5. Music

With my characteristic good fortune, I arrived in Sarzana at the exact time of the 19th Festival of Music and Sounds. It’s an amazing event, unlike anything I’ve ever heard of.

We started off on Friday evening evening in the Town Hall (which is actually an 18th Century palazzo, subtly modified to house a completely modern bureaucracy) with speeches (Italians LOVE their speeches!). Now Italian civic speeches aren’t like Aussie ones; for a start, the Mayor (Cristina Ponzanelli) looks like a supermodel so it would be fine if her speech was boring, but her speech WAS interesting, articulate, humane – ranging with passion across hope, achievement, pride in the children and the elderly of the community, and the power of music to open our hearts and to enrich our lives.

 The mayors of Sarzana and Lithgow. Now, which one would get my vote?

The opening performance was by a group of high-school students doing a dramatised version of Simon & Garfunkel’s “The Sounds of Silence”. VERY dramatised! Then an Art Historian led us, like the Hanover Pied Piper’s rats, on a walk through the town centre, stopping off in the atria (entrance halls) of about 6 of the town’s old palazzi in each of which there was a mini(15min)-recital. Kreisler’s Lieberslied, an Irish folk rock quartet, an Edith Piaf homage, blues guitar. These atria were all about 6m x 6m with high domed ceilings and marble or terrazzo floors – amazing acoustics and only room for an audience of 30 – 40, so there is a sense of real intimacy with the performers..

Yesterday there were more formal recitals, but still in these atria spaces. I went to two – the first a wonderful pianist named Giuseppe Santucci who played (as a philosophical duality) the Beethoven Appassionata sonata followed by some very dark and brooding piece of Liszt that I didn’t know (and still don’t) – all entirely from memory, with passion, power, and precision. He played on a beautiful baby Steinway (looked 1950s) and I was only 2m away from the piano. The experience was electrifying! Like the Liszt piece, he was a dark and brooding sort of guy, tall, slim, scraggy beard and bountiful hair jet black with unruly and defiant patches of grey.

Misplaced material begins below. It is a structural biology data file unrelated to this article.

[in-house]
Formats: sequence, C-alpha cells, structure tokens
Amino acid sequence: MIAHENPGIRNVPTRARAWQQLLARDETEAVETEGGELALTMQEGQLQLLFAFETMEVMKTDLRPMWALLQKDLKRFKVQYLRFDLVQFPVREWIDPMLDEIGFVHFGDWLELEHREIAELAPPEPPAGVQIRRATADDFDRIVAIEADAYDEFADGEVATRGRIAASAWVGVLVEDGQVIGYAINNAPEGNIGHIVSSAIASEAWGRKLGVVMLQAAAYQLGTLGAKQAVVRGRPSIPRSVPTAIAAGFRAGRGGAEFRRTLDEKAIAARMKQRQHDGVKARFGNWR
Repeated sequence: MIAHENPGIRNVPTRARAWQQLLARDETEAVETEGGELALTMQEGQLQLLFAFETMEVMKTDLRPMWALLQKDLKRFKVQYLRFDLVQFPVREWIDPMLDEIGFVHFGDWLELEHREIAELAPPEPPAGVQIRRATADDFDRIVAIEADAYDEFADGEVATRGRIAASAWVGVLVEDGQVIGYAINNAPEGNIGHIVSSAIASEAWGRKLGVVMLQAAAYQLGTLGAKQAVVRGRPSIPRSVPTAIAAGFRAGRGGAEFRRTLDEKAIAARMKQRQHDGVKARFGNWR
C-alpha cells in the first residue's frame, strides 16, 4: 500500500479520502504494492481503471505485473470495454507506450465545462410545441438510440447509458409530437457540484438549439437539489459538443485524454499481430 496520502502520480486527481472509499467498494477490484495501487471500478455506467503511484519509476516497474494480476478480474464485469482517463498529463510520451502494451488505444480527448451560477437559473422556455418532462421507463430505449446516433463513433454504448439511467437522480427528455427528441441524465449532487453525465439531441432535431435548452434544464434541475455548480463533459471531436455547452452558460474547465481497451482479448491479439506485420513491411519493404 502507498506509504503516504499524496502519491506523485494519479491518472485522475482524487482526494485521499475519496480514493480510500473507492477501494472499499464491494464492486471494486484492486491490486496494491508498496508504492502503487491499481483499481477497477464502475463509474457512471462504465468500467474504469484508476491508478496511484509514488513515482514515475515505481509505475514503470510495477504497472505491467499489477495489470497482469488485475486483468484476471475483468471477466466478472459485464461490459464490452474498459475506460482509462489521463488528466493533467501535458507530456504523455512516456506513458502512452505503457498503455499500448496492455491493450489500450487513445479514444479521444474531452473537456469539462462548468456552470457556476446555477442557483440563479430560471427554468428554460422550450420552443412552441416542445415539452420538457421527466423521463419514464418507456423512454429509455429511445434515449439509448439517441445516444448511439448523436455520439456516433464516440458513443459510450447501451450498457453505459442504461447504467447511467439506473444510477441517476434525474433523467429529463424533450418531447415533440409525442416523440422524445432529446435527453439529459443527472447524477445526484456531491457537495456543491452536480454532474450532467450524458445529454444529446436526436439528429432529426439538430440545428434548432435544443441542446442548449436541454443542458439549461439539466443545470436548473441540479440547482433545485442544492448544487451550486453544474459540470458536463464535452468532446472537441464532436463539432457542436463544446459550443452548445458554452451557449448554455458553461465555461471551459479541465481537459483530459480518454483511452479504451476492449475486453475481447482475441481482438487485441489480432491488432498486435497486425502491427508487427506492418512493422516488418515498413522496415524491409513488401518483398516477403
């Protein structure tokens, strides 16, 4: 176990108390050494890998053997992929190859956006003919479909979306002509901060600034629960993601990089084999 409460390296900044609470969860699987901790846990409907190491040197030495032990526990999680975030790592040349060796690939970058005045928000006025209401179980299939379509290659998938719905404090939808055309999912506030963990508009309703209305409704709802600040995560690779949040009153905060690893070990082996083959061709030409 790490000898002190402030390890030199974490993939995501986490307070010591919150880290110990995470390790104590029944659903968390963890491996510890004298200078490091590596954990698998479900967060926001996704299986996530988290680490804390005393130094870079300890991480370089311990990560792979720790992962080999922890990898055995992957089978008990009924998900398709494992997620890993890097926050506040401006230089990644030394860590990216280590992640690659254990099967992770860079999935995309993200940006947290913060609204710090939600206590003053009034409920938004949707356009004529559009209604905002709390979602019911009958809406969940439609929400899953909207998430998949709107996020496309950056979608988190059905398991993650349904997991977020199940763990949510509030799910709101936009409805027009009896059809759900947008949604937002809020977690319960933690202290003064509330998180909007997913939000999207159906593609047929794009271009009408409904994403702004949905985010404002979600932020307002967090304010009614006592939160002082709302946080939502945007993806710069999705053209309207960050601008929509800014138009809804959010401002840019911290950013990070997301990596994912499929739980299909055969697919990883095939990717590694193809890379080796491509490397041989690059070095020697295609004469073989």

My next experience was an ensemble of 8 women (Vaghi Concenti, which I guess translates as “Loose agreement”) singing a capella sacred works from Hildegard to Monteverdi to more modern. They were a bizarrely diverse bunch, both in appearance and vocal quality. They are clearly a community group and lacked the precision of professional singers, but good on them for their dedication, their bravery, and their great grace to present such beautiful work for us.

There is more today – 4 performances I would like to see if there are no overlaps with the 7 venues. The other thing to mention about this amazing, expansive, varied, and full festival is THAT IT IS ENTIRELY FREE. Three evenings of great and inspiring art as a natural part of the community life of this beautiful town, Sarzana.

But right now I am off to 10 o’clock Mass at the Parish Church of San Francesco. When in Rome …………

* * * * * * * * * * * * * * *

As a resolution of something in yesterday’s post – I don’t care if old Vezzio is a vampire or bit weird in any way at all, for I can truly say that the steak I bought and cooked last night is EASILY the most perfect meat I have ever had in my life!

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One response to “5. Music

  1. Sarah

    I am loving your writing Vaughn and visiting Italy with you! Keep them coming! Sounds like you are having a great time. How long are you there for?

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